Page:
Mechanisms of single-walled carbon nanotube growth and deactivation from in situ Raman measurements...

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Transcript of Mechanisms of single-walled carbon nanotube growth and deactivation from in situ Raman measurements...

  • Slide 1
  • Mechanisms of single-walled carbon nanotube growth and deactivation from in situ Raman measurements Laboratoire des Collodes, Verres et Nanomatriaux Universit des Sciences et Techniques du Languedoc - CNRS Montpellier, France Vincent JOURDAIN
  • Slide 2
  • Motivations The nanotube yield in catalytic CVD is limited by: -Activation processes -Growth kinetics -Deactivation processes Why Raman spectroscopy? Advantages -structural information (SWNTs vs. MWNTs, disordered C, ) -resonance effect: intense and specific signal -micron-large probed area: statistical information A few disadvantages: -the information is averaged on a large number of nanotubes -resonance effect: too specific information? In situ measurements
  • Slide 3
  • CVD micro-reactor Setup for in situ Raman measurements Catalyst: - 5 layer of Ni or Co on SiO 2 /Si - NO underlayer (e.g. Al 2 O 3 ) Growth conditions: - ethanol (6 Pa - 5 kPa) diluted in argon or pure methane - 450C - 900C Raman measurements: - l = 532 nm - P = 12 mW (on substrate)
  • Slide 4
  • Ex situ characterization Room temperature = 532nm SEM RBM D band G band Dense entanglement of SWNTs (less than 10 nm thick) Low amount of disordered carbon Raman TEM (Raul Arenal, ONERA)
  • Slide 5
  • Catalyst activation methane, 650C Argon purge Introduction of the carbon precursor Pretreatment: oxygen from RT to 700C ethanol, 700C In the growth conditions, methane and ethanol reduce cobalt oxides. The catalyst reduction occurs quickly. The nanotube growth starts after the catalyst is reduced.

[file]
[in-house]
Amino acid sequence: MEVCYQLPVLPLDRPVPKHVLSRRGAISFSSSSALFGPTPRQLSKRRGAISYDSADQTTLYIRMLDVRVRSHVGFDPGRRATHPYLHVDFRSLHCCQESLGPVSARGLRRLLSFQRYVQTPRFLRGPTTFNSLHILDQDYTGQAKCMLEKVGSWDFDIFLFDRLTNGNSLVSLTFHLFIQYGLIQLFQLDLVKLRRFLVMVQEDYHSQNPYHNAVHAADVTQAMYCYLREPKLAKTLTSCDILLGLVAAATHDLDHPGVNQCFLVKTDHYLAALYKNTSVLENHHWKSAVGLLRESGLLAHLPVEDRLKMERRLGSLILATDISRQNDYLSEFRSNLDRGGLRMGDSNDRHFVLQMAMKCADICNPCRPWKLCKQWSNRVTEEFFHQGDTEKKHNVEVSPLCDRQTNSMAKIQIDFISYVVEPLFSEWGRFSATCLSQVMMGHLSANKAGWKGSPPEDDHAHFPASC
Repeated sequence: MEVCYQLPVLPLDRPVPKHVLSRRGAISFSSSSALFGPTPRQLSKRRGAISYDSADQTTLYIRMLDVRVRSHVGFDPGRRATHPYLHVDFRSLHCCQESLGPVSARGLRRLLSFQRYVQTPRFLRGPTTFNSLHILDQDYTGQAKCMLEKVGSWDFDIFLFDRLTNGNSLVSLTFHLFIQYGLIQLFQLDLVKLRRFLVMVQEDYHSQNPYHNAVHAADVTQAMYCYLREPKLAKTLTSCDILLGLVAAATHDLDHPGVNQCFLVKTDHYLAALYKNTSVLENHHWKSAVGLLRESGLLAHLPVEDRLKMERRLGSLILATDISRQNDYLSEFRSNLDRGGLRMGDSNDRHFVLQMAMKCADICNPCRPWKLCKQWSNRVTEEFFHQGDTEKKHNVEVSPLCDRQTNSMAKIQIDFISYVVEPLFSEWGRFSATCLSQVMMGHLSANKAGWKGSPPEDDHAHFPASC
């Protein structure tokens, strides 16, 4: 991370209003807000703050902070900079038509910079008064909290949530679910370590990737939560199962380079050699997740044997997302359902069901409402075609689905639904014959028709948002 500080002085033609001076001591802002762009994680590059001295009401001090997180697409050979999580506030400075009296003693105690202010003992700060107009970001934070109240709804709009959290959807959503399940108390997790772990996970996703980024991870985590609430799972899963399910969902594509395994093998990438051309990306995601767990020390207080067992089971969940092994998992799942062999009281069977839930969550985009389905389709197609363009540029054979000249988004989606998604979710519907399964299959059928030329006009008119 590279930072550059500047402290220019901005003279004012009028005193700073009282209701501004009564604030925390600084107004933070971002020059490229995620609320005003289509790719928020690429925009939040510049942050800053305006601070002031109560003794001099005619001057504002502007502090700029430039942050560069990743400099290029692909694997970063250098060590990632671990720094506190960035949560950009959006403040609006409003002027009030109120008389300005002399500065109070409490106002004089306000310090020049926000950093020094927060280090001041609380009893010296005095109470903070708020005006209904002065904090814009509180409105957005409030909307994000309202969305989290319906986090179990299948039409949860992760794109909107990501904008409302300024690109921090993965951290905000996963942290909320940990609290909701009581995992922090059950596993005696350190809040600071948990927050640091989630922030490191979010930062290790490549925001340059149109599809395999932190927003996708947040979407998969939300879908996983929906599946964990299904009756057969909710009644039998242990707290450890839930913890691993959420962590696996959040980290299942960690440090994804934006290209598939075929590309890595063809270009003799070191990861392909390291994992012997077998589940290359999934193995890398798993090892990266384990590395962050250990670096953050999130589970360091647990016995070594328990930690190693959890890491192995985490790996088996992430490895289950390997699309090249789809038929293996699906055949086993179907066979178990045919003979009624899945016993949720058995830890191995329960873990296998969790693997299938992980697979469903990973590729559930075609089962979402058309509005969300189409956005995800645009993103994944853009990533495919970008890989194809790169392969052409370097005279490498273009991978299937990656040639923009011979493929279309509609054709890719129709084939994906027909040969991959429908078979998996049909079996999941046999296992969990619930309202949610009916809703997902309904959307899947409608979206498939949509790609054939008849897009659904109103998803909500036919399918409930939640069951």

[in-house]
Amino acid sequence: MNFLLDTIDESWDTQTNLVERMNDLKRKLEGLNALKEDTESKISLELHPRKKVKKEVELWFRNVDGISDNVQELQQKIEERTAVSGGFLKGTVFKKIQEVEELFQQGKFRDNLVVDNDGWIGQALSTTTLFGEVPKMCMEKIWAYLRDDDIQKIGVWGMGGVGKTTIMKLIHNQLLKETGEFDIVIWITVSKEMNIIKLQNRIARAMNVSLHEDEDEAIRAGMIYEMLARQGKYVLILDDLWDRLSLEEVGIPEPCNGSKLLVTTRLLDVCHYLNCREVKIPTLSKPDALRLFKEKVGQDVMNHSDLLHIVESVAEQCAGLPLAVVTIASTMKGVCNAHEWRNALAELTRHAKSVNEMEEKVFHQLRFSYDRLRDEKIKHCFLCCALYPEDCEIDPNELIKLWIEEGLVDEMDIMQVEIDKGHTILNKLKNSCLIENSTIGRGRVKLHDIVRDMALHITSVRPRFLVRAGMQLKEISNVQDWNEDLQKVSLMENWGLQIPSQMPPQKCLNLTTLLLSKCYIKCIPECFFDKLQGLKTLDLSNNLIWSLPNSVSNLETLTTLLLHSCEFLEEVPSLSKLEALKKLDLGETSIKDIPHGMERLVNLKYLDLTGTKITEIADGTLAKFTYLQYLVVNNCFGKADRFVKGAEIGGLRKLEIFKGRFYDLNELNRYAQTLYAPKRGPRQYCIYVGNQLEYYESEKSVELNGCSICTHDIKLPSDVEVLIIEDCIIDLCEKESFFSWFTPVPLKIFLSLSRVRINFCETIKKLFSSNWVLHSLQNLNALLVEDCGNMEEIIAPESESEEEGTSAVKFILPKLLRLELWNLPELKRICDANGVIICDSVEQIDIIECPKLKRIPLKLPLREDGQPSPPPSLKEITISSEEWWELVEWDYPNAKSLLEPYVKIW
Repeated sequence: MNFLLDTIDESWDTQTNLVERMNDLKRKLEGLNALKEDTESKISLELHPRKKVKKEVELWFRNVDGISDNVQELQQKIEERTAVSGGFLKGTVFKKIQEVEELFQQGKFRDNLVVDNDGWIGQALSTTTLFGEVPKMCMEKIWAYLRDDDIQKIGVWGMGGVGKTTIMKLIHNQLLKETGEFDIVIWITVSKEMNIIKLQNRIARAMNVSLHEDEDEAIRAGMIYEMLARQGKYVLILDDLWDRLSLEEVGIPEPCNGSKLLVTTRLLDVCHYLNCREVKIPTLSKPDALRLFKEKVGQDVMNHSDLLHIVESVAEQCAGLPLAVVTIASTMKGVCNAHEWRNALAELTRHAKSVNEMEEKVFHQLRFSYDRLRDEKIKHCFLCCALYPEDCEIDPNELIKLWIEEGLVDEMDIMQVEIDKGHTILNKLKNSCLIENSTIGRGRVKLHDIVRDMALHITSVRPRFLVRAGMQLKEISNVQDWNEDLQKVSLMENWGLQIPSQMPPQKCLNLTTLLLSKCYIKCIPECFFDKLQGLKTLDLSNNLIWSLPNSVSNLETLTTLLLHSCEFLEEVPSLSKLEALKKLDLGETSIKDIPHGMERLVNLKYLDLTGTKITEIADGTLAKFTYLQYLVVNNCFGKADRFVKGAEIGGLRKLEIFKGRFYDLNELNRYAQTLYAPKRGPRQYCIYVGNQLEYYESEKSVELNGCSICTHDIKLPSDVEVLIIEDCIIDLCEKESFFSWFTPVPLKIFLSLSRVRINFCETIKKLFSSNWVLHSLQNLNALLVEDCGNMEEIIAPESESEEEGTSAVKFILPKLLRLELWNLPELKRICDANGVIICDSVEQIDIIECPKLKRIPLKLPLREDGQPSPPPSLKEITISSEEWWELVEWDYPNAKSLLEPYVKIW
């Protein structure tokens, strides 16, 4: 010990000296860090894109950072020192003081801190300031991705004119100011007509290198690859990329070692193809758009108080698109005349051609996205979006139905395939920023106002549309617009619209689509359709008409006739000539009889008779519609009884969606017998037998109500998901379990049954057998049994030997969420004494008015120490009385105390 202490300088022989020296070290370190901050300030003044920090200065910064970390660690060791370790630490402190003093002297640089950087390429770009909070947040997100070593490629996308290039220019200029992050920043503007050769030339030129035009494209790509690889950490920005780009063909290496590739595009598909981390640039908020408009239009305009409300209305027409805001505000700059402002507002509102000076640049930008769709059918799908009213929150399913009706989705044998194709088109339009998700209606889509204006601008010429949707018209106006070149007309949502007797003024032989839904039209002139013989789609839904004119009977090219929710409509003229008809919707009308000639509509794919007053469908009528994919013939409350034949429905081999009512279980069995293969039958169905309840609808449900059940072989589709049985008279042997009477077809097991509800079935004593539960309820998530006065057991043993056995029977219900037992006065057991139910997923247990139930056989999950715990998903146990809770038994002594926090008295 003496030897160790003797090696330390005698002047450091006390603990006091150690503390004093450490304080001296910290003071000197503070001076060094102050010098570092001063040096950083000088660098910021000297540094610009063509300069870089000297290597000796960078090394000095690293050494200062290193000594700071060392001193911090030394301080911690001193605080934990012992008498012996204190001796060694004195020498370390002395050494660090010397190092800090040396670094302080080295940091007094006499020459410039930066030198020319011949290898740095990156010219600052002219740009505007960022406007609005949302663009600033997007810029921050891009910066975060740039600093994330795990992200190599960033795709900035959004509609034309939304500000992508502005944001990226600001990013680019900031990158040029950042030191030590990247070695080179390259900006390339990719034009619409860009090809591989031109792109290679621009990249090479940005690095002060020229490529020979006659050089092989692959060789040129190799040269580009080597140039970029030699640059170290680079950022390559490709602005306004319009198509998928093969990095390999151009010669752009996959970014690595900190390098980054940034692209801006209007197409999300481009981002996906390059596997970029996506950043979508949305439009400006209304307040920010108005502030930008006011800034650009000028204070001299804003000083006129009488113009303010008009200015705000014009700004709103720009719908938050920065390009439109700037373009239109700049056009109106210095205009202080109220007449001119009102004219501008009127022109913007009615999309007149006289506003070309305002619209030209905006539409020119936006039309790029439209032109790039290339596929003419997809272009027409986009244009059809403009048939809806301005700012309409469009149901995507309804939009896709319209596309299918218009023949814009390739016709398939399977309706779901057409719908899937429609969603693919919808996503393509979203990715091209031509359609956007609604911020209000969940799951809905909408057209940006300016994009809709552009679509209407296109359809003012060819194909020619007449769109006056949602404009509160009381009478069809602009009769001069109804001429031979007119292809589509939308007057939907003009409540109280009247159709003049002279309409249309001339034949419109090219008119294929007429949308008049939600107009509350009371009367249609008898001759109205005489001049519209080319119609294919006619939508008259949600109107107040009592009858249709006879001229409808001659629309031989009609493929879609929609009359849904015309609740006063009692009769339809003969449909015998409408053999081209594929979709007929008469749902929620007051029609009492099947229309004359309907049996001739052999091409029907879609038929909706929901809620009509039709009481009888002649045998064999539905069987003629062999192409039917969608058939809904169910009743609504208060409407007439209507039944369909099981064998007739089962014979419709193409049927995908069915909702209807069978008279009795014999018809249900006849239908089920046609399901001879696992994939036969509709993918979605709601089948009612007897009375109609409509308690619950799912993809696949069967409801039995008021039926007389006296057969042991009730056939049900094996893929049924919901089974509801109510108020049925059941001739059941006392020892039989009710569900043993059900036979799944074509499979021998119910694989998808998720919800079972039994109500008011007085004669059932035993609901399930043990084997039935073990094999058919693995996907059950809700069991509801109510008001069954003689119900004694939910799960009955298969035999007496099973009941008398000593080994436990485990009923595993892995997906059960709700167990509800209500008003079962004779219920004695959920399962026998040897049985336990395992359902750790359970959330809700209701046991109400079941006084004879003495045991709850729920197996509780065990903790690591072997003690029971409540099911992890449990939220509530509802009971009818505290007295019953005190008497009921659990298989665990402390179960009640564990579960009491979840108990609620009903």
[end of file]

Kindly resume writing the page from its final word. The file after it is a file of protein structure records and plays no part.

• Slide 6
  • Catalyst activation Reducing the catalyst is not enough to initiate the growth. At high temperature and low ethanol pressure, the catalyst is reduced but still unactive : no growth The precursor pressure must also exceed a threshold value. The threshold pressure increases with increasing temperature. T=850C Possible origin: the catalyst particle has to reach carbon supersaturation to initiate the growth. T carbon solubility precursor pressure for supersatutarion
  • Slide 7
  • Catalyst deactivation at high temperature Once reduced, the catalyst layer rapidly restructures at high temperature as revealed by: - a decreased activity - increased nanotube diameters Nanotubes grown in standard conditions Nanotubes grown in the same conditions after 14 min in the high-temperature non-activated region (850C, P EtOH =10Pa) Possible origins? Ostwald ripening and/or diffusion in the substrate at high temperature
  • Slide 8
  • Growth kinetics - initial rate - lifetime - final yield Normalize Integrate G(t) = . . (1 e -t/ ) T = 800C 1s acquisition time Fit Acquire
  • Slide 9
  • Growth kinetics Low temperatureHigh temperature Yield vs. Temperature vs. Temperature LTMTHTLTMTHT
  • Slide 10
  • Initial growth rate and lifetime vs. ethanol pressure The initial growth rate displays two regimes as a function of ethanol pressure: limited by the gas-phase precursor supply at low ethanol pressure limited by surface reactions at high ethanol pressure and are anticorrelated when increasing P EtOH : both growth and deactivation are influenced by the availability of the surface products of ethanol decomposition. lifetime initial growth rate Apparent reaction order n = 1.2
  • Slide 11
  • Initial growth rate and lifetime vs. temperature At LT and MT, the initial growth rate also displays two regimes as a function of temperature: limited by surface reactions at low temperature limited by the gas-phase precursor supply at medium temperature lifetimeinitial growth rate LTMT